Lincoln Memorial University Law Review Archive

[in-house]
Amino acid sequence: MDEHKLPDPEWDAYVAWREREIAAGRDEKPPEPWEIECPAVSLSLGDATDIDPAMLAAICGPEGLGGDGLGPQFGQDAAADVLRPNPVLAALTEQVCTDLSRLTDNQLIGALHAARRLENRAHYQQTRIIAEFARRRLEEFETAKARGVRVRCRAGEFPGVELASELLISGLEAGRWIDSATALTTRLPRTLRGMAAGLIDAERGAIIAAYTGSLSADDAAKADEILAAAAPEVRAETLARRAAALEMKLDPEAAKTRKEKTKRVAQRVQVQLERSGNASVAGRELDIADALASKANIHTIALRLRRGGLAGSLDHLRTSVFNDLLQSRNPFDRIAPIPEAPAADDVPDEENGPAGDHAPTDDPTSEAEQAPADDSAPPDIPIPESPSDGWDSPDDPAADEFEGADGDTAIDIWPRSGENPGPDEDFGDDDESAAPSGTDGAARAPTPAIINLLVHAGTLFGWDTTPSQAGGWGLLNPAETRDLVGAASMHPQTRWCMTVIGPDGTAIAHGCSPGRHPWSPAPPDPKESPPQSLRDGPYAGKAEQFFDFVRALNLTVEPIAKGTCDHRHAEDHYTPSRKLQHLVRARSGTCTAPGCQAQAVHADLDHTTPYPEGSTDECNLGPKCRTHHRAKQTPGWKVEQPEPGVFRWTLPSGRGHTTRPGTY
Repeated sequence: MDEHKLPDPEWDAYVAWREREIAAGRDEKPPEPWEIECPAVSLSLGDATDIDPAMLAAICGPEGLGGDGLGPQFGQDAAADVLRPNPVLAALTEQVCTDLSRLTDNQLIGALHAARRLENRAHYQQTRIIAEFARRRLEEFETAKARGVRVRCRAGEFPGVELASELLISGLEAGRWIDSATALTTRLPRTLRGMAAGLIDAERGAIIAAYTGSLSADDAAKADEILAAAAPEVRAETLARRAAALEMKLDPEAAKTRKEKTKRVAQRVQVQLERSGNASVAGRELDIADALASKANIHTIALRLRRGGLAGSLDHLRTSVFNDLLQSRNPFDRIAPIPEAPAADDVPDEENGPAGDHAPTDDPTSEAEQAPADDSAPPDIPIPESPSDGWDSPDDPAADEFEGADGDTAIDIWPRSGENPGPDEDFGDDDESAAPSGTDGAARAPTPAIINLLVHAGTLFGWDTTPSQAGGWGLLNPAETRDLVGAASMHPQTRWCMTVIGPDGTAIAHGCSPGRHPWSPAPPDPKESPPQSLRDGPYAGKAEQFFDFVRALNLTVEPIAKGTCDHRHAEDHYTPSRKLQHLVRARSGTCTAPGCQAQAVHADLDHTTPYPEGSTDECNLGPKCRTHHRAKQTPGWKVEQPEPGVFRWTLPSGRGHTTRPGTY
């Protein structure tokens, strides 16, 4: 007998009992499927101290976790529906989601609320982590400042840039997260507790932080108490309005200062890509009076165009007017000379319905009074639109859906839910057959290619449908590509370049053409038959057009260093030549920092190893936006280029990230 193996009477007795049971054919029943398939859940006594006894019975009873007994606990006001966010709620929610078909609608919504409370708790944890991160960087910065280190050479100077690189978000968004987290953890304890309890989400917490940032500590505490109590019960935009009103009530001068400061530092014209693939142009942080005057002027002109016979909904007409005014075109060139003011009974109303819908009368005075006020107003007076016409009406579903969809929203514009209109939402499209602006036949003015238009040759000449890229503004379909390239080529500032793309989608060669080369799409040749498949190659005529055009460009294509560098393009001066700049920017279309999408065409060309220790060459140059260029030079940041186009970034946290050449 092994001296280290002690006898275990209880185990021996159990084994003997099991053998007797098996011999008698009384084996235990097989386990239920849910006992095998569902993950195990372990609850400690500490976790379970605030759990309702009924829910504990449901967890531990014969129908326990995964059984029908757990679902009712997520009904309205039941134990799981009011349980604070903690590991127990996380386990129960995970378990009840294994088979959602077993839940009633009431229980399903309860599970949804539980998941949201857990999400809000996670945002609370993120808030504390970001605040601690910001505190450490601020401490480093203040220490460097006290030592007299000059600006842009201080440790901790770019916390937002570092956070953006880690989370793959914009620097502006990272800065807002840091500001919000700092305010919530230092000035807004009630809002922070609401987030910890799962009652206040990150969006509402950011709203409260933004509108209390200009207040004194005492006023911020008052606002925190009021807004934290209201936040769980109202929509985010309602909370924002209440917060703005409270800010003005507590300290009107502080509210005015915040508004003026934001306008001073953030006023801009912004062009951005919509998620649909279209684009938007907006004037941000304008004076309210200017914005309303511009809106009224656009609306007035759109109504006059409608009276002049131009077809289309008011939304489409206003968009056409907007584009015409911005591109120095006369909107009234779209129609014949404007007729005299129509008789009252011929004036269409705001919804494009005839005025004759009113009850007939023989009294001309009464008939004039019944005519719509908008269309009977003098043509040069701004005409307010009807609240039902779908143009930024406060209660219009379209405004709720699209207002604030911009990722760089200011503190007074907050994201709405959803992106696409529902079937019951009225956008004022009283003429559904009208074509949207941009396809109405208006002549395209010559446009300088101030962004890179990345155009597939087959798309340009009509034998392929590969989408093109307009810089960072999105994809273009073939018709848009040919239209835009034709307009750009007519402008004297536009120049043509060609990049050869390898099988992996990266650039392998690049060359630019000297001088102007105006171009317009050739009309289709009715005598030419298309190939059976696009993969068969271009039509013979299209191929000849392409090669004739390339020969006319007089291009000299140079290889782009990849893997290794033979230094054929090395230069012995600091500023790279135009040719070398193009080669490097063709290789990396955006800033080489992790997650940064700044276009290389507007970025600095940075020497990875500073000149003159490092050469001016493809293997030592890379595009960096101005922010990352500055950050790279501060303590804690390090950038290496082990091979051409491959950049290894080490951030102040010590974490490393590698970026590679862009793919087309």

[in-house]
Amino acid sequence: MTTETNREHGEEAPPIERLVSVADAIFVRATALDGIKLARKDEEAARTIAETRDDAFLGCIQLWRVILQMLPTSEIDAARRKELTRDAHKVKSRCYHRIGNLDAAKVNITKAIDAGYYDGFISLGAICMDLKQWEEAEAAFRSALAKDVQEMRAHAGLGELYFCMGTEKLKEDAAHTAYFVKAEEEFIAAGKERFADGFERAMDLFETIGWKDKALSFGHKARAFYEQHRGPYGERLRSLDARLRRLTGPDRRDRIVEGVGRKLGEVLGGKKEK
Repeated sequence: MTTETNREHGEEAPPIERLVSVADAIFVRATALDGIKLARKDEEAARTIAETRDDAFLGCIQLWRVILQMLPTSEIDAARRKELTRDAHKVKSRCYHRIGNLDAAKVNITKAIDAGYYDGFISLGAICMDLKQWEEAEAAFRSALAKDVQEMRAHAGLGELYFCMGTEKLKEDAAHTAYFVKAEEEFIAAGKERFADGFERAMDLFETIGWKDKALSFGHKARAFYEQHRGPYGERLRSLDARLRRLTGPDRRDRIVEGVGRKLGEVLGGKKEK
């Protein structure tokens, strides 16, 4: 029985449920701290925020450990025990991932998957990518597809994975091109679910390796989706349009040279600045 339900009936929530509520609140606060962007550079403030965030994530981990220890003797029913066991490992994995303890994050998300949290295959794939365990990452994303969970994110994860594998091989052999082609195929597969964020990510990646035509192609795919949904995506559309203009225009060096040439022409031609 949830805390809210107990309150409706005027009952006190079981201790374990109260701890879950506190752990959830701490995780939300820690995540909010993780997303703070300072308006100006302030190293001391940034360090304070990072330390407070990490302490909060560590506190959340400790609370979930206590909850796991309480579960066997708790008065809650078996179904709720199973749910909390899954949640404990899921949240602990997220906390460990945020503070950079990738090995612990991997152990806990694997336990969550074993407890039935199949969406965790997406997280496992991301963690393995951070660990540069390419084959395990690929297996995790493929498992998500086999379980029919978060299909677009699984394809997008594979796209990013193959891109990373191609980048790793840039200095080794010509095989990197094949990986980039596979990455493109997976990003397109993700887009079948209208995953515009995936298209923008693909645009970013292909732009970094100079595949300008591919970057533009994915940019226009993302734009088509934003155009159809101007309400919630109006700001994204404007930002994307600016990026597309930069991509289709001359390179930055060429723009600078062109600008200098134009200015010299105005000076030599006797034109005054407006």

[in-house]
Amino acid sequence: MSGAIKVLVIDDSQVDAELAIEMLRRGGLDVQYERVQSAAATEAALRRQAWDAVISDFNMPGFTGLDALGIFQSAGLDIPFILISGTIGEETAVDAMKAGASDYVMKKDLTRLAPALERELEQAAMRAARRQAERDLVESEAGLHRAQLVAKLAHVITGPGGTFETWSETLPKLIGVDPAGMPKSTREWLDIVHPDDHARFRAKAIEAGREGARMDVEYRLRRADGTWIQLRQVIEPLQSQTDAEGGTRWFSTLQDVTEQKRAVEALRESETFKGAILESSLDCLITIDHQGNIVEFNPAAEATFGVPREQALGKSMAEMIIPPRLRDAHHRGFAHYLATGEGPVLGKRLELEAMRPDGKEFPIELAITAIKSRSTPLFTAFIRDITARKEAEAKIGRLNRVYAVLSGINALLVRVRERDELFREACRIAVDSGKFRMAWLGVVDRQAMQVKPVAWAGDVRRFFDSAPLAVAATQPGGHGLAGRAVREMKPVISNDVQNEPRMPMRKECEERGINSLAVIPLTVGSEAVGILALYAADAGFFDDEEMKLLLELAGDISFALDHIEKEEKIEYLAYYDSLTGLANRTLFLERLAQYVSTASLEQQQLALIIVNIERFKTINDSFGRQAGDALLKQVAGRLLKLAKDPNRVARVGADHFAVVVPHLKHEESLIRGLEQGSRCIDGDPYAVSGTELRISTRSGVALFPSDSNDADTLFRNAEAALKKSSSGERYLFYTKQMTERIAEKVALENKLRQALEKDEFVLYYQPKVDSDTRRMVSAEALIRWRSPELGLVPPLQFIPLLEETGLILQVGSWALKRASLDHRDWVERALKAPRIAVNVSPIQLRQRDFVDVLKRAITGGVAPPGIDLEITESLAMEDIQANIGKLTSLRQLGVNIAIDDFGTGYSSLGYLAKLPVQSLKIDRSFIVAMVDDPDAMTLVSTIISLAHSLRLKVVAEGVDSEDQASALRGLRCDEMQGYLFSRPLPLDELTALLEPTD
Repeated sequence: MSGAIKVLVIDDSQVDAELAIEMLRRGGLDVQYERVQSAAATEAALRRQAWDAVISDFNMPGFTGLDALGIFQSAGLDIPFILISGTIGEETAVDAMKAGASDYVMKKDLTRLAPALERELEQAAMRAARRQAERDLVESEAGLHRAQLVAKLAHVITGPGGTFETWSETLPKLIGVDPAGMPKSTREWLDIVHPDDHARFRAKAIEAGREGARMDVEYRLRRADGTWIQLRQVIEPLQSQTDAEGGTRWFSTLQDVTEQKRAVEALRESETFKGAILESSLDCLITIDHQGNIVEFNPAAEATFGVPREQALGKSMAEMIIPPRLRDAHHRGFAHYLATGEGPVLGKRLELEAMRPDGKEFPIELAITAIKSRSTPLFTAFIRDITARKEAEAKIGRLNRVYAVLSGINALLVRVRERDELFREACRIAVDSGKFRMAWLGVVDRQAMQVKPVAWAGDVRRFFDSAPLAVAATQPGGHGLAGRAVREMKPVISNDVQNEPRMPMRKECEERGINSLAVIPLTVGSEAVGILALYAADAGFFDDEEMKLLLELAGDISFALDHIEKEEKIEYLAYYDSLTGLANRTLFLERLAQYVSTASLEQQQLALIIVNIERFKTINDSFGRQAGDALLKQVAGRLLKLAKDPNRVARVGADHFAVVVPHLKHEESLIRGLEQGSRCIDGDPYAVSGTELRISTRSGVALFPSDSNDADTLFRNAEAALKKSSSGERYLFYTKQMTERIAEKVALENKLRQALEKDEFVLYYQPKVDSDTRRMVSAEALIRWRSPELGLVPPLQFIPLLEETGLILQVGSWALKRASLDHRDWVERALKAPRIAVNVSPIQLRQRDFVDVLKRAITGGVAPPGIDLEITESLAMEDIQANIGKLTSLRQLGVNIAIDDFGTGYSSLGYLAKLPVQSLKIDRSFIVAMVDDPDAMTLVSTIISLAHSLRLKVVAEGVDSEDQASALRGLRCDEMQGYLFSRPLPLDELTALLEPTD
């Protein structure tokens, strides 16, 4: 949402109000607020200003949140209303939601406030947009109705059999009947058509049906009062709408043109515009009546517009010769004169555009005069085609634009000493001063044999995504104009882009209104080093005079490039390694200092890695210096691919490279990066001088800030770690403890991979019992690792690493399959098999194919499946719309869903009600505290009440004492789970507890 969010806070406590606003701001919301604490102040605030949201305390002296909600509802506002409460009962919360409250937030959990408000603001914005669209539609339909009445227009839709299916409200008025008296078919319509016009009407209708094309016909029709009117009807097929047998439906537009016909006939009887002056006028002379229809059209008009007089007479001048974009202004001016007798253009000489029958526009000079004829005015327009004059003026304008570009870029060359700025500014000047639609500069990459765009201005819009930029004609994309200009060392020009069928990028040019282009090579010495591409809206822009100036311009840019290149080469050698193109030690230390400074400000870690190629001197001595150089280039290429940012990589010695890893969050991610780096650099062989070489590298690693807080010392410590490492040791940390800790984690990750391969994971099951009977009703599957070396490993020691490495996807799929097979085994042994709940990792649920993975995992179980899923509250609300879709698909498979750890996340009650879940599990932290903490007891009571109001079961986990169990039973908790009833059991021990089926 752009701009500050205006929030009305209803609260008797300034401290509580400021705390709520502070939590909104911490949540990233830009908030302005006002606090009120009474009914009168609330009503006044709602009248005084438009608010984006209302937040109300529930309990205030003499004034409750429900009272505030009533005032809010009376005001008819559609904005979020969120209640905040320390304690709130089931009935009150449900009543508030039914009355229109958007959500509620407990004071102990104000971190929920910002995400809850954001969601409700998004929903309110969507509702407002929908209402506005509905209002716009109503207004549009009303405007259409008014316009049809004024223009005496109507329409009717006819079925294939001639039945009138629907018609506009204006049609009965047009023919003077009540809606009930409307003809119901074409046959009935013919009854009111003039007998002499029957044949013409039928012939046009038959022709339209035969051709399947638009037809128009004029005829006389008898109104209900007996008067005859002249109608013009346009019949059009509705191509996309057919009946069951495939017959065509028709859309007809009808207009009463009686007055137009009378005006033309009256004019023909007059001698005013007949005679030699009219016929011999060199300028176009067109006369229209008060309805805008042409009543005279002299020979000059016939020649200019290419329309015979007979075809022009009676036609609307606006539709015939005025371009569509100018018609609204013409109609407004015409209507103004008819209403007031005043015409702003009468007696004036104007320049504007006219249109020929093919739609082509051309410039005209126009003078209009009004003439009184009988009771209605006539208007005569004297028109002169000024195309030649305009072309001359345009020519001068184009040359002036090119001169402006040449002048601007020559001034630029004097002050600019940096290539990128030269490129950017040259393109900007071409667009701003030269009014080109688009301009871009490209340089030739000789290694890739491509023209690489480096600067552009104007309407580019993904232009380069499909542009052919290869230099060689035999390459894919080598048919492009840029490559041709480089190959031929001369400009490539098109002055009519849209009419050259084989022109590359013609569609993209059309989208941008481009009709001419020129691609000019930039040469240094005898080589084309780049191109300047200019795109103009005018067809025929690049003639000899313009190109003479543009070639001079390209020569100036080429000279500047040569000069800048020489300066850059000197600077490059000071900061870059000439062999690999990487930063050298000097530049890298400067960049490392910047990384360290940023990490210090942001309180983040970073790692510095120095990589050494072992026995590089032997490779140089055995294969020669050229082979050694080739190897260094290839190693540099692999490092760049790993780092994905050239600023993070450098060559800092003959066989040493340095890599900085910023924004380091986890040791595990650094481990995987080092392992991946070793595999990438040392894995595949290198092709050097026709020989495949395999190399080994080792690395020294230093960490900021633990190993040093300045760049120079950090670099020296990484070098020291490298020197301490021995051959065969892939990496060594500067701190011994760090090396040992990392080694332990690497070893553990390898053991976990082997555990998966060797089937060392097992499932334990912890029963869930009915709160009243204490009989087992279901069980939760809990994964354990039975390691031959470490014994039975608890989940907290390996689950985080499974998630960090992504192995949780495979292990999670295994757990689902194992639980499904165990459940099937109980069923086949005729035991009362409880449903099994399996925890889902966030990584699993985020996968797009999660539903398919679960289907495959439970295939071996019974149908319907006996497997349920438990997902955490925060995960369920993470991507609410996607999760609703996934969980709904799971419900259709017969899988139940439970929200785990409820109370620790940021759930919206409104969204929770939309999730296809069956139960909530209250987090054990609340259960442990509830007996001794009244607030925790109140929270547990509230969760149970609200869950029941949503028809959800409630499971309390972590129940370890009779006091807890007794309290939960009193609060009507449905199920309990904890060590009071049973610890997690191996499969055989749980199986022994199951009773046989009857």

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For almost sixty years, the constitutional understanding of physical autonomy in the U.S. included the right to end a pregnancy. This modern understanding of constitutional rights began with the Supreme Court’s evolutive interpretation of the Constitution in the mid-Twentieth Century and continued to expand into the Twenty-first Century. In Dobbs v. Jackson Women’s Health Organization, however, the Court reasoned that the right to physical autonomy it had identified fifty years earlier, in Roe vs. Wade, was not deeply rooted in the nation’s history and thus wrongly established by the Court. This Originalist interpretation of the Constitution rearranged the constitutional order. It rejected nearly universally recognized modern constitutional concepts like the right to physical autonomy and dignity within the context of an individual’s pregnancy. For those who could exercise those rights before Dobbs, it upended their relationship to the state. The result of relying on Originalism in Dobbs, however, goes beyond the individual’s loss of constitutionally recognized physical autonomy. It also impacts the perceived legitimacy of the Constitution as a reflection of the currently constituted constituent authority. Likewise, it calls into question the resiliency of the Constitution as it results in an inflexible and less adaptable document.

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